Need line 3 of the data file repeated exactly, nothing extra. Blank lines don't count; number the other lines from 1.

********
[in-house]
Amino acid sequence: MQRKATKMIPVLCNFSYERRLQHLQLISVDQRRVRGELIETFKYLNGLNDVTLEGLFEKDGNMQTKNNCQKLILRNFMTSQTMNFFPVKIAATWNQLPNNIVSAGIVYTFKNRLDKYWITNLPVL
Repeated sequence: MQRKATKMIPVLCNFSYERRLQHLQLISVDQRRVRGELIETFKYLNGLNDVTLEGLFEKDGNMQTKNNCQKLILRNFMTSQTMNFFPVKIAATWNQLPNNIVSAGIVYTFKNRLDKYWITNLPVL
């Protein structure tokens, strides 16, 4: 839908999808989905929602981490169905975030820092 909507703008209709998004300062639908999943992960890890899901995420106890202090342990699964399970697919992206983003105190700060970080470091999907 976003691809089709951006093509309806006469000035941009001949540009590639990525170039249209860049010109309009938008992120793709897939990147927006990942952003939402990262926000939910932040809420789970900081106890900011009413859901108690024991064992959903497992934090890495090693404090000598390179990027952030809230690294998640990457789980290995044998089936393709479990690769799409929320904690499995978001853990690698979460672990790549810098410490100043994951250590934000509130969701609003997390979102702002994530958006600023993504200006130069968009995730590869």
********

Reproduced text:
Repeated sequence: MQRKATKMIPVLCNFSYERRLQHLQLISVDQRRVRGELIETFKYLNGLNDVTLEGLFEKDGNMQTKNNCQKLILRNFMTSQTMNFFPVKIAATWNQLPNNIVSAGIVYTFKNRLDKYWITNLPVL